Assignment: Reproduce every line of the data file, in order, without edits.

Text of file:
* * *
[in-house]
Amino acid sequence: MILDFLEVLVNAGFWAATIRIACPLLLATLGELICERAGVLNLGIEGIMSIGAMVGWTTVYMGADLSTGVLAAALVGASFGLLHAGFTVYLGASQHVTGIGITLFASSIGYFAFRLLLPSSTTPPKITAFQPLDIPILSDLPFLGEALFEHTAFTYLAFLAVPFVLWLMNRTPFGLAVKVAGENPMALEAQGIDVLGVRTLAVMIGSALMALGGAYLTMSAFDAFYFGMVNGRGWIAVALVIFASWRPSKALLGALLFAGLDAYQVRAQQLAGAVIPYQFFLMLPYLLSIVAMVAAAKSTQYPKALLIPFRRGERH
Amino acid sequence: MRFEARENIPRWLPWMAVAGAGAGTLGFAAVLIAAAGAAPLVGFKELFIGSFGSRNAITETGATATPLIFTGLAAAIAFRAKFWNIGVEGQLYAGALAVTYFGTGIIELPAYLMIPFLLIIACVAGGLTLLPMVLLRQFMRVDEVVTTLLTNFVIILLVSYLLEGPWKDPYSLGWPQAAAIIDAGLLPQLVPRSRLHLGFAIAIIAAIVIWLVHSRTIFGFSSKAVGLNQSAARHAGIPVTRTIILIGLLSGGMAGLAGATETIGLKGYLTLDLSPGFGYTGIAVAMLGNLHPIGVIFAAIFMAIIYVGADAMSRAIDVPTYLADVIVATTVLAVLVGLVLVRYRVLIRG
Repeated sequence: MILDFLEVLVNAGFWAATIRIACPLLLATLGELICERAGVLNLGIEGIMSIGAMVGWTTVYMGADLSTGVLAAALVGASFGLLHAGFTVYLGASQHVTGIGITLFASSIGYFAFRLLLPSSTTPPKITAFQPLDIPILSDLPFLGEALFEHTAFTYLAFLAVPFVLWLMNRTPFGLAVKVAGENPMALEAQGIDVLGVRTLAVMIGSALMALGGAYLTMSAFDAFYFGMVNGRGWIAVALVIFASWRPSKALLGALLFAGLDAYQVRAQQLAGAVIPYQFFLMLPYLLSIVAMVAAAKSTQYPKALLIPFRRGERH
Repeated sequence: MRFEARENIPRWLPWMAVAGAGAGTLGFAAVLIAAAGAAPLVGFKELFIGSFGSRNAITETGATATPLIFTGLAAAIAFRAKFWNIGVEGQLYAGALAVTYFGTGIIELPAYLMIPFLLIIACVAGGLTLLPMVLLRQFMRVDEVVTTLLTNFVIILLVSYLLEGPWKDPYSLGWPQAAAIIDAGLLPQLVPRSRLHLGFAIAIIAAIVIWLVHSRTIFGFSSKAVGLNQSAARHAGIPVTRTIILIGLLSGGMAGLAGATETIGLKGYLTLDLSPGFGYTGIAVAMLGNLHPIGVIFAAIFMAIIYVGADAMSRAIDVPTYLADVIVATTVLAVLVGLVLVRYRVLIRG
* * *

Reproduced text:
[in-house]
Amino acid sequence: MILDFLEVLVNAGFWAATIRIACPLLLATLGELICERAGVLNLGIEGIMSIGAMVGWTTVYMGADLSTGVLAAALVGASFGLLHAGFTVYLGASQHVTGIGITLFASSIGYFAFRLLLPSSTTPPKITAFQPLDIPILSDLPFLGEALFEHTAFTYLAFLAVPFVLWLMNRTPFGLAVKVAGENPMALEAQGIDVLGVRTLAVMIGSALMALGGAYLTMSAFDAFYFGMVNGRGWIAVALVIFASWRPSKALLGALLFAGLDAYQVRAQQLAGAVIPYQFFLMLPYLLSIVAMVAAAKSTQYPKALLIPFRRGERH
Amino acid sequence: MRFEARENIPRWLPWMAVAGAGAGTLGFAAVLIAAAGAAPLVGFKELFIGSFGSRNAITETGATATPLIFTGLAAAIAFRAKFWNIGVEGQLYAGALAVTYFGTGIIELPAYLMIPFLLIIACVAGGLTLLPMVLLRQFMRVDEVVTTLLTNFVIILLVSYLLEGPWKDPYSLGWPQAAAIIDAGLLPQLVPRSRLHLGFAIAIIAAIVIWLVHSRTIFGFSSKAVGLNQSAARHAGIPVTRTIILIGLLSGGMAGLAGATETIGLKGYLTLDLSPGFGYTGIAVAMLGNLHPIGVIFAAIFMAIIYVGADAMSRAIDVPTYLADVIVATTVLAVLVGLVLVRYRVLIRG
Repeated sequence: MILDFLEVLVNAGFWAATIRIACPLLLATLGELICERAGVLNLGIEGIMSIGAMVGWTTVYMGADLSTGVLAAALVGASFGLLHAGFTVYLGASQHVTGIGITLFASSIGYFAFRLLLPSSTTPPKITAFQPLDIPILSDLPFLGEALFEHTAFTYLAFLAVPFVLWLMNRTPFGLAVKVAGENPMALEAQGIDVLGVRTLAVMIGSALMALGGAYLTMSAFDAFYFGMVNGRGWIAVALVIFASWRPSKALLGALLFAGLDAYQVRAQQLAGAVIPYQFFLMLPYLLSIVAMVAAAKSTQYPKALLIPFRRGERH
Repeated sequence: MRFEARENIPRWLPWMAVAGAGAGTLGFAAVLIAAAGAAPLVGFKELFIGSFGSRNAITETGATATPLIFTGLAAAIAFRAKFWNIGVEGQLYAGALAVTYFGTGIIELPAYLMIPFLLIIACVAGGLTLLPMVLLRQFMRVDEVVTTLLTNFVIILLVSYLLEGPWKDPYSLGWPQAAAIIDAGLLPQLVPRSRLHLGFAIAIIAAIVIWLVHSRTIFGFSSKAVGLNQSAARHAGIPVTRTIILIGLLSGGMAGLAGATETIGLKGYLTLDLSPGFGYTGIAVAMLGNLHPIGVIFAAIFMAIIYVGADAMSRAIDVPTYLADVIVATTVLAVLVGLVLVRYRVLIRG